An experimental investigation of the influence of awareness of manipulatory intent on reactions to persuasive communications
Holz, Robert Franklin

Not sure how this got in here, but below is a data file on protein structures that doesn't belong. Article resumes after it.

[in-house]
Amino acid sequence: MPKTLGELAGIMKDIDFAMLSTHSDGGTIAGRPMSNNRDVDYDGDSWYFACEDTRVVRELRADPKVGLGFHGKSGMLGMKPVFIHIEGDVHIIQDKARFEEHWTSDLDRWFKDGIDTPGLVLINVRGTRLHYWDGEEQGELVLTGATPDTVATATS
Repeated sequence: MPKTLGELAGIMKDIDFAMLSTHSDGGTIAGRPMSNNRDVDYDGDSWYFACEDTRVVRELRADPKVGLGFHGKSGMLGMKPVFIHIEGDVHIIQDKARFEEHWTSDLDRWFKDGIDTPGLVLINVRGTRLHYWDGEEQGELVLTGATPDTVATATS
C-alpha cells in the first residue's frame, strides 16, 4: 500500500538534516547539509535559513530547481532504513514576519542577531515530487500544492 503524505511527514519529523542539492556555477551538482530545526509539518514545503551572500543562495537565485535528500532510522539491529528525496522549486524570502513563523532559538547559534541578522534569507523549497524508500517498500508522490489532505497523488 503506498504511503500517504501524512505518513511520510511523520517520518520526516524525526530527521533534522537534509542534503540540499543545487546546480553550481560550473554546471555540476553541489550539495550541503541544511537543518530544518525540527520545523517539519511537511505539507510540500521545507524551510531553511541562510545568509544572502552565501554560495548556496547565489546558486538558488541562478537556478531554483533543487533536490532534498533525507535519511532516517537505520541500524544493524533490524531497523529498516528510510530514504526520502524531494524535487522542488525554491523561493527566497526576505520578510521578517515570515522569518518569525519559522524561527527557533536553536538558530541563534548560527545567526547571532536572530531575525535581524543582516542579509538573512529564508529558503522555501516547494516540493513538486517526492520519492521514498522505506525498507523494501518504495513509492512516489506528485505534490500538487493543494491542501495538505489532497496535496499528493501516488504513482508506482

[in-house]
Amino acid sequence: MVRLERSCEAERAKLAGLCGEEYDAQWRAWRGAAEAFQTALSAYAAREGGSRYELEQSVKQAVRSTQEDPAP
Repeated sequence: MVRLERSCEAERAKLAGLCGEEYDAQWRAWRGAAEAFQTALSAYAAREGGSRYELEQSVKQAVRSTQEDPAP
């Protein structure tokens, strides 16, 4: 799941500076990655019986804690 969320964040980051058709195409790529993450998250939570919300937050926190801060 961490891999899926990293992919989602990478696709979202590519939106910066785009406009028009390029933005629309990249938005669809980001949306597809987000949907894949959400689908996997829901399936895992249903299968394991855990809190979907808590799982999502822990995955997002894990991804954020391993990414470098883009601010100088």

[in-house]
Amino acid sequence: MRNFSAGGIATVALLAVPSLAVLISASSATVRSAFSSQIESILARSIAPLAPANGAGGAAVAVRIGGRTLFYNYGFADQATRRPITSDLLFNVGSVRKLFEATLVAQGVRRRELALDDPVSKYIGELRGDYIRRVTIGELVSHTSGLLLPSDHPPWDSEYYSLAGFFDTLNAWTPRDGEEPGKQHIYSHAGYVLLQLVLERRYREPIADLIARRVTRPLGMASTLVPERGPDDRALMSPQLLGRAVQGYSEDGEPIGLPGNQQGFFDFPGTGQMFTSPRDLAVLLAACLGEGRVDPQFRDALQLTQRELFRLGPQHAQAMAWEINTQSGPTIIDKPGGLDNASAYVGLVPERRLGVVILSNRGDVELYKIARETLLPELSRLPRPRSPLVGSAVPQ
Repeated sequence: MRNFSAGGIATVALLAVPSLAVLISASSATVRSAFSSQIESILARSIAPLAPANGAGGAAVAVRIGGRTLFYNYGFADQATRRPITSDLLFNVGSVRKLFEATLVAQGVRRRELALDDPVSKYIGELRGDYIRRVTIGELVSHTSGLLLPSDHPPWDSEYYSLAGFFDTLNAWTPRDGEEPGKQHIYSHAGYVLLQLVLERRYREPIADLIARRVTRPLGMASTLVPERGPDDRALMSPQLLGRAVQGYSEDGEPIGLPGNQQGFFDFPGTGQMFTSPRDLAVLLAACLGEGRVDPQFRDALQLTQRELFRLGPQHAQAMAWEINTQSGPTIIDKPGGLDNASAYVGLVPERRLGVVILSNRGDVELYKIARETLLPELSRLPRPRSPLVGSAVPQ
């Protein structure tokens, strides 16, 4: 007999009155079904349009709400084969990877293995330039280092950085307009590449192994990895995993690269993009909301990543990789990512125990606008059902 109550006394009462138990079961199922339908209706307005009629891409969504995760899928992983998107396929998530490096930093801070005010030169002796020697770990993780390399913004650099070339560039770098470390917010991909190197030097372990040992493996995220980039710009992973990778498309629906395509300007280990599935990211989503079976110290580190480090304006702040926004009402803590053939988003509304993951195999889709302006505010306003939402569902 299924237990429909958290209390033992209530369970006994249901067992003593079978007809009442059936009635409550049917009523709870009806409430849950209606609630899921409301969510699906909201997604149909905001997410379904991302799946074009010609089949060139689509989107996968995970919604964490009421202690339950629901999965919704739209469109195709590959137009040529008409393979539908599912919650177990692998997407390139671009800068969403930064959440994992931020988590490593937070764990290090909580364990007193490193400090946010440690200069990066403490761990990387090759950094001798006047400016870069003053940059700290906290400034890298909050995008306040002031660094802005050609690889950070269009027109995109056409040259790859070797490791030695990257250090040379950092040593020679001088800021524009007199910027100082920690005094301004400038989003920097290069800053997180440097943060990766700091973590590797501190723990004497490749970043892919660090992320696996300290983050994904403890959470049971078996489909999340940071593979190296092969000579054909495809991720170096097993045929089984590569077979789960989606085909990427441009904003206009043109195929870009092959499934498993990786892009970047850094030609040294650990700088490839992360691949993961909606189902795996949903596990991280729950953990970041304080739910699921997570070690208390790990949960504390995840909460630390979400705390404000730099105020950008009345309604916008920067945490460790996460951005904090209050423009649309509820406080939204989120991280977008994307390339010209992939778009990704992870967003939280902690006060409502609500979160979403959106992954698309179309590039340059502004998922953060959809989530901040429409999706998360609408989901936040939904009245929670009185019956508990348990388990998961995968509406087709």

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In recent years, investigators working in the area of persuasion and order effects in persuasive communications, have become increasingly concerned with the effects of numerous independent variables that might effect opinion change. Perhaps one of the most elusive of those variables is the audience's "awareness" of the communicator's intent to deliberately manipulate their opinions. The position of one of those investigators; C.I. Hovland, is that awareness of manipulatory intent should lead to rejection of the contents of a communication because most people do not want to admit that they can be manipulated. To test this position, an experimental setting was developed in which the relationship between the order of presentation of persuasive communications and the number of communications presented on opinion change might be investigated under such conditions of awareness of manipulatory intent. Awareness of manipulatory intent was defined operationally by the procedure of explicitly informing subjects that the purpose of the experiment was to change their opinions. Similarly, unawareness is defined by the procedure of not informing the subjects of the pupose of a persuasion attempt. To investigate the relationship between acceptance ana rejection of the contents of a single persuasive communication, and to determine possible order effects of opposed persuasive communications, under conditions of "awareness" and "no awareness", ten groups (A1 - A1O) were used, with awareness of manipulatory intent preceding exposure to either one or two-sided persuasive communications in A1 - A5, and unawareness preceding exposure to either one or two-sided persuasive communications in A6 - A1O [TRUNCATED].
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